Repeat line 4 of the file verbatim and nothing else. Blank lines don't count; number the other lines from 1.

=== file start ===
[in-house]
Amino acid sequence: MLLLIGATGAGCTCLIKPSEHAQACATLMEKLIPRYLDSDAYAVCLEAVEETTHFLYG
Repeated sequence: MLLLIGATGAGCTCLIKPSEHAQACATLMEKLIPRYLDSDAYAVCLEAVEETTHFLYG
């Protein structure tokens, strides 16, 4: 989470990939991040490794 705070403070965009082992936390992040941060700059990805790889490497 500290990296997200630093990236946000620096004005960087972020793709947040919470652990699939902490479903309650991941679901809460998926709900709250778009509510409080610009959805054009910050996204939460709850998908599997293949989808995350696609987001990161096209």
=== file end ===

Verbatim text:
């Protein structure tokens, strides 16, 4: 989470990939991040490794 705070403070965009082992936390992040941060700059990805790889490497 500290990296997200630093990236946000620096004005960087972020793709947040919470652990699939902490479903309650991941679901809460998926709900709250778009509510409080610009959805054009910050996204939460709850998908599997293949989808995350696609987001990161096209």